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Delia Locke

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Page 112

1886. was a success, and about twenty dollars was cleared. They had a literary entertainment and a supper and charged only twentyfive cents admission. (T.S.R. 42. 2 P.M. 66. S.S. 53.)

Feb. 17. Wednesday. Received letters from Ada and Ida with the cabinet photographs of Ida's children, taken when Susie was two years old - pretty pictures. (T.S.R. 43. 2 P.M. 66. S.S. 52.)

Feb. 18. Thursday. Have written to Ida. Have heard today of the death of John B. Gough - the famous temperance lecturer. (T.S.R. 43. 2 P.M. 70. S.S. 59.)

Feb. 19. Friday. Have written to Horace. There are signs of a revalion of feeling against the doings of the Anti-Chinese League, since their disgraceful procedures of late, and now the Band refuses to play for them. So I see already the Lord is beginning to answer my prayer. "O Lord, help them to overthrow themselves." (T.S.R. 42. 2 P.M. 67. S.S. 57.)

Feb. 20. Saturday. Wrote to Ada. (T.S.R. 43. 2 P.M. 68. S.S. 59.)

Feb. 21. Sabbath. Our congregations here are large. Dr. Lane has been for two weeks helping Mr. Sprecher (Presbyterian) of Stockton, in special meetings. The religious interest there is great. Uncle and Dr. went to Lodi this evening to hear Dr. Lane preach. (T.S.R. 44. 2 P.M. 66. S.S. 61.)

Feb. 22. Monday. A cloudy day. Received a letter from Horace, in which he speaks of a flood in Boston Bridges have been carried away and about a mile square has been overflowed. Workmen have begun today to re-build our broken bridge. We are happily disappointed that the Supervisors are so prompt about it. (T.S.R. 49. 2 P.M. 59. S.S. 53.)

Feb. 23. Tuesday. A rainy morning and a cloudy day. Mr. Robert Cooke came and commenced to work on the orchard, having contracted to take it on shares for this year. He begins, first of all, to prune the trees and vines. It is late for this work, but it must be done. Mr. Couzatt didn't half attend to the orchard and it is in a neglected condition. Mrs. Cooke is soon covering with their household goods and they are to live in our little old house, now renovated. Received

Page 113

1886. a letter from Mr. Pascoe. Printed notices a flying broadcast around our streets, on one side announcing a meeting of the Anti-Chinese to be held soon in Lodi - speakers Rev. N. W. Lane and Laura De Force Gordon. On the other side of the bills is printed a warning to all citizens not to employ Chinese in any way under penalty of being boycotted after March first. I would not believe it possible that Dr. Lane would have his name printed to an instrument of that sort. It must injure his influence as a minister of the Gospel. (T.S.R. 53. 2 P.M. 65. S.S. 51.)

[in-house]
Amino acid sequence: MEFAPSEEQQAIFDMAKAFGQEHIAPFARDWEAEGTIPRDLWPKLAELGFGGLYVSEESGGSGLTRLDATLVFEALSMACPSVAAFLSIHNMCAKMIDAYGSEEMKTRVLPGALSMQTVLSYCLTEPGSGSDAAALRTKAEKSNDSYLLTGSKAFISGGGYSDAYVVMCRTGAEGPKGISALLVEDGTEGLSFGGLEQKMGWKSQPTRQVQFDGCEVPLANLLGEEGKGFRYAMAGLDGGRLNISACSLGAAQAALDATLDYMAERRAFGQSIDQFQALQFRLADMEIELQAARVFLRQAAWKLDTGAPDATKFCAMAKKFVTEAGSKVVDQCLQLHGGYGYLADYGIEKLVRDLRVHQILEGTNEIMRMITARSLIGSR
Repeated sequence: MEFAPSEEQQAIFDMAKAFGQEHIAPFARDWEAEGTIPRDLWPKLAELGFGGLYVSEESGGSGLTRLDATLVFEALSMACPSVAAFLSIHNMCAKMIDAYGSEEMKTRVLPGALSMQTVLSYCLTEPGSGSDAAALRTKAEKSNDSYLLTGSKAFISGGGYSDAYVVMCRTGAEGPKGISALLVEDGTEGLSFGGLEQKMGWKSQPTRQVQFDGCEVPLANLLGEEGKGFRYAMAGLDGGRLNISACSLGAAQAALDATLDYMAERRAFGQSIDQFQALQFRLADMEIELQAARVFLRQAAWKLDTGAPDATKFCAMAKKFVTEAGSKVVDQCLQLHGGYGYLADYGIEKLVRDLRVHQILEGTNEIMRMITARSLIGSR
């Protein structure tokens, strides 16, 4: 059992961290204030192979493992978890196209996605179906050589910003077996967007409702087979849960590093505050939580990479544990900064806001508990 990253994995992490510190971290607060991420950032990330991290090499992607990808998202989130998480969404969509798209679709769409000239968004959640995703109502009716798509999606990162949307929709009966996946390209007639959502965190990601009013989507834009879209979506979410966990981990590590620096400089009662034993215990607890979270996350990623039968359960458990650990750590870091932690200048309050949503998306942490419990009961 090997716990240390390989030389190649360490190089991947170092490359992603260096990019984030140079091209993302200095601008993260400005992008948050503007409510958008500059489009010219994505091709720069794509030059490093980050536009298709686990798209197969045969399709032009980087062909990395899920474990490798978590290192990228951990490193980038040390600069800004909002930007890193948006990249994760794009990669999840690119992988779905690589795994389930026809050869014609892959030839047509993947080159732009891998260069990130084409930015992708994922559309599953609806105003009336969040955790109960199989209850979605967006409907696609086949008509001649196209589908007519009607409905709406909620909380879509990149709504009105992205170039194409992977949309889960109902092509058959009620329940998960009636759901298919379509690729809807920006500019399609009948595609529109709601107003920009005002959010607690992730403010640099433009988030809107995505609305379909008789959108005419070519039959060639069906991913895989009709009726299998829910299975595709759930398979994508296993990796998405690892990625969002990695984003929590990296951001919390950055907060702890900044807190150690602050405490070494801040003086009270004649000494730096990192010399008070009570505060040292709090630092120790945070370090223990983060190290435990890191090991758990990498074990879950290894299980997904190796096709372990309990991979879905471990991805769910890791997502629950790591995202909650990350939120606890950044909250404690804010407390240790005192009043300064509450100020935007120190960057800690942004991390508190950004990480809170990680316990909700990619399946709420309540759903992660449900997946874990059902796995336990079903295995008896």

Feb. 24. Wednesday. The Sewing Circle met here this P.M. in my room upstairs, that I might have the benefit of it without exposure. There were fifteen ladies present. Received a letter from Ida, in which she says the children have been sick with bad colds and fever - a kind of distemper. Theresa is not well - seems to have the same trouble. (T.S.R. 41. 2 P.M. 69. S.S. 54.)

Feb. 25. Thursday. Have written to Ida. Theresa is still stick - has feverish symptoms. (T.S.R. 44. 2 P.M. 66. S.S. 51.)

Feb. 26. Friday. The weather is windy and a little cloudy. Theresa is better. Have written to Horace and Mrs. Whitney. (T.S.R. 41. 2 P.M. 61. S.S. 48.)

Feb. 27. Saturday. We have had cold showers today - hail with rain. Mrs. Cooke arrived today and they commenced housekeeping. Have exchanged letters with Ada. Dr. Lane and Laura De F. Gordon have addressed our citizens this evening on the Anti-Chinese question. Apart from his name being disgraced by being in such company, from what I can learn, he will neither hinder or help the right cause, for, as is his custom, he tries to talk to please all. Mrs. Gordon takes the ground that the Chinese are superior as a class to our common labouring class, and that therefore it is dangerous to our interests to allow them here, as they will soon monopolize everything. (T.S.R. 37. 2 P.M. 51. S.S. 45.)

Feb. 28. Sabbath. Still cold with showers of hail and rain comming [?]. Received a letter from Mr. Pascoe. (T.S.R. 39. 2 P.M. 42. S.S. 43.)

Date Original

January 1885

Circa Date

circa 1885-1891

Source

Original dimensions: 21 x 34 cm.

Resource Identifier

Locke_Diary_1885-1891_Image_060.tif

Publisher

Holt-Atherton Special Collections, University of the Pacific Library

Rights Management

To view additional information on copyright and related rights of this item, such as to purchase copies of images and/or obtain permission to publish them, click here to view the Holt-Atherton Special Collections policies.

Keywords

Delia Locke, diaries, women, diarist, California, Locke-Hammond Family Papers, Lockeford, CA, Dean Jewett Locke, rural life, rural California, 19th Century, church, temperance organizations, Mokelumne River Ladies' Sewing Circle, temperature recordings, journal

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